Waves of Mercy
by Lynn Austin
Paperback: 400 pages
Publisher: Bethany House
Released: Oct. 4, 2016
Source: ebook review copy from the publisher through NetGalley.
Book Description from NetGalley:
Geesje de Jonge crossed the ocean at age seventeen with her parents and a small group of immigrants from the Netherlands to settle in the Michigan wilderness. Fifty years later, in 1897, she's asked to write a memoir of her early experiences as the town celebrates its anniversary. Reluctant at first, she soon uncovers memories and emotions hidden all these years, including the story of her one true love.
At the nearby Hotel Ottawa Resort on the shore of Lake Michigan, twenty-three-year-old Anna Nicholson is trying to ease the pain of a broken engagement to a wealthy Chicago banker. But her time of introspection is disturbed after a violent storm aboard a steamship stirs up memories of a childhood nightmare. As more memories and dreams surface, Anna begins to question who she is and whether she wants to return to her wealthy life in Chicago. When she befriends a young seminary student who is working at the hotel for the summer, she finds herself asking him all the questions that have been troubling her.
Neither Geesje nor Anna, who are different in every possible way, can foresee the life-altering surprises awaiting them before the summer ends.
Waves of Mercy is Christian historical fiction. The primary story is set from 1845 to 1897 and follows the life of Geesje, a woman whose family migrated to America for religious freedom. Her family and others who came from Netherlands struggled to build a town out in the wilderness in Michigan.
The historical details about events in Netherlands and during the building of the new town were very interesting and were woven into the story. These events were seen through the eyes of a young woman struggling with why God would allow so much death and suffering in her life. It's a very good story with realistic characters of complexity and depth.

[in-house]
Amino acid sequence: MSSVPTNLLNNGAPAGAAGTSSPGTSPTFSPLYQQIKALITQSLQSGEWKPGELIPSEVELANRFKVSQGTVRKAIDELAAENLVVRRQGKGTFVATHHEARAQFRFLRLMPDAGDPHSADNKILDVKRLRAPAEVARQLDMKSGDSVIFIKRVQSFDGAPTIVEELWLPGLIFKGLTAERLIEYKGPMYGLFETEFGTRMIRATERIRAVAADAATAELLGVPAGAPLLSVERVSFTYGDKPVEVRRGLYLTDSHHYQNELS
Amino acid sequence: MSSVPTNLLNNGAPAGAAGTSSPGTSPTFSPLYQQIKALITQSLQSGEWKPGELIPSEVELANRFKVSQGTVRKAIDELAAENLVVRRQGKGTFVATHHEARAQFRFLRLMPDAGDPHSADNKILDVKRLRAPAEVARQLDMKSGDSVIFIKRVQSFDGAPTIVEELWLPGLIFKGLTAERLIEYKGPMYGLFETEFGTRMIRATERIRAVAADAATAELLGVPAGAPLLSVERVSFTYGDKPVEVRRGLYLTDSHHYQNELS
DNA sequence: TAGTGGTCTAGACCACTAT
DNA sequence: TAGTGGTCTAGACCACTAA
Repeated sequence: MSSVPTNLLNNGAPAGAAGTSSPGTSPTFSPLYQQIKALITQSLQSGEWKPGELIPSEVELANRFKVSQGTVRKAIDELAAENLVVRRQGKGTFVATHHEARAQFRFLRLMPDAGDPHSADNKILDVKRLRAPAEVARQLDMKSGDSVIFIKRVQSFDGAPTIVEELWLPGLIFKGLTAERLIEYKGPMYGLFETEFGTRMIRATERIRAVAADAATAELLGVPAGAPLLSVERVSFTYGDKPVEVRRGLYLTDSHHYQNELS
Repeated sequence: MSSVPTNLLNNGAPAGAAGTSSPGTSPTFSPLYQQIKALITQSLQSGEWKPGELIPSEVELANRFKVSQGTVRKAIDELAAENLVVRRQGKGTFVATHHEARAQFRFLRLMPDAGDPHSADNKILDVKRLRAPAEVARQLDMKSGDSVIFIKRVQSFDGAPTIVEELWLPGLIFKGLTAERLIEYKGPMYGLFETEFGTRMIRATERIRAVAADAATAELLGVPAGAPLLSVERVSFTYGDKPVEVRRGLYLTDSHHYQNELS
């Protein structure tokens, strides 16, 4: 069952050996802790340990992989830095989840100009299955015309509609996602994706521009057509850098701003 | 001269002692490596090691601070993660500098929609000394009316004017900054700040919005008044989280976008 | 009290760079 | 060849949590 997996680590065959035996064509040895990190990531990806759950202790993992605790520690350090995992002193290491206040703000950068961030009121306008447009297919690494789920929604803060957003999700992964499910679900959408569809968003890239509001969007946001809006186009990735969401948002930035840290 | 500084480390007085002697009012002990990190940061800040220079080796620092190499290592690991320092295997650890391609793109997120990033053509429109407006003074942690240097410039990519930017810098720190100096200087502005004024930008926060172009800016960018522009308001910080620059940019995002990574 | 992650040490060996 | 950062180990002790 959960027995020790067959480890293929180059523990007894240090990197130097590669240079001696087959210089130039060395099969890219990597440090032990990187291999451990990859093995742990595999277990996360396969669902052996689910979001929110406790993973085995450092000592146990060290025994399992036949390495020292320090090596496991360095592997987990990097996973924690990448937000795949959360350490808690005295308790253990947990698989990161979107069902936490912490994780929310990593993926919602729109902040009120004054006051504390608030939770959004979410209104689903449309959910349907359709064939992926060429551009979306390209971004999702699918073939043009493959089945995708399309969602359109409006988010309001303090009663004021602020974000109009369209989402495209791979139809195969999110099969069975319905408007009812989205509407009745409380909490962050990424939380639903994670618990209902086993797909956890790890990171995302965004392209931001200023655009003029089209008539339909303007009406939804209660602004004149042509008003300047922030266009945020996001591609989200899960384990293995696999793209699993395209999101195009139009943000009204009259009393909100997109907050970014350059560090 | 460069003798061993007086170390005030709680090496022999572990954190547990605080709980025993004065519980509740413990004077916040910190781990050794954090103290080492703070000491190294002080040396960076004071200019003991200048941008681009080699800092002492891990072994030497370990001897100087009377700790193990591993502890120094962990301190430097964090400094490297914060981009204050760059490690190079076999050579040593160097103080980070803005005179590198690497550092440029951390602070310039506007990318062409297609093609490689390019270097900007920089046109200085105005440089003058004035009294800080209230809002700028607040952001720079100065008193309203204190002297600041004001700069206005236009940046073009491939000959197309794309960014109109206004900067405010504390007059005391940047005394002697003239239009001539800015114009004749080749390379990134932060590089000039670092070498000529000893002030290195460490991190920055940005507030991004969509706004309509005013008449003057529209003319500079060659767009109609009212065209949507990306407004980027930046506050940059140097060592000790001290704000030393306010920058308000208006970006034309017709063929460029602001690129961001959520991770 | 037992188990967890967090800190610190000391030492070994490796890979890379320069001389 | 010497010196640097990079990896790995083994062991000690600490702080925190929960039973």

The framing story was about Anna, a young woman in 1897 who felt like she had to choose between God or an excellent marriage with a man she thought she loved. While at a lakeside resort, she strove to learn more about God and in the process became friends with a seminary student. This young man was just learning of Geesje's past and her struggles with faith, and he believed her story might help Anna. Healing is found by all as the past touches on the present.
The 1897 stories were told in first person, present tense. This was one of the few times that I didn't find this device distracting. (Authors usually end up wandering through various tenses rather than sticking to present tense, which I find distracting.) There was no sex or bad language. Overall, I'd highly recommend this novel.
If you've read this book, what do you think about it? I'd be honored if you wrote your own opinion of the book in the comments.